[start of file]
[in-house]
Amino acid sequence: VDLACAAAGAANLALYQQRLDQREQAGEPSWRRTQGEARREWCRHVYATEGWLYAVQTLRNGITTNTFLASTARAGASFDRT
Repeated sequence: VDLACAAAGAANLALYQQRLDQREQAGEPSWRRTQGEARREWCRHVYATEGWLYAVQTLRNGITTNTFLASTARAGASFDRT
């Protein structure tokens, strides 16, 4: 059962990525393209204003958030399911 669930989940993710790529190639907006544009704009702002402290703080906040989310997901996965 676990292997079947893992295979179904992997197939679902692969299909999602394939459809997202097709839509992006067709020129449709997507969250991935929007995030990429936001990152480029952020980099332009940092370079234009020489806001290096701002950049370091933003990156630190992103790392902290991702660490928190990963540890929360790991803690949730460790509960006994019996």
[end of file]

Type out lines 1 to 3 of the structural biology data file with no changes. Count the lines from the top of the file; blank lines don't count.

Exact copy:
[in-house]
Amino acid sequence: VDLACAAAGAANLALYQQRLDQREQAGEPSWRRTQGEARREWCRHVYATEGWLYAVQTLRNGITTNTFLASTARAGASFDRT
Repeated sequence: VDLACAAAGAANLALYQQRLDQREQAGEPSWRRTQGEARREWCRHVYATEGWLYAVQTLRNGITTNTFLASTARAGASFDRT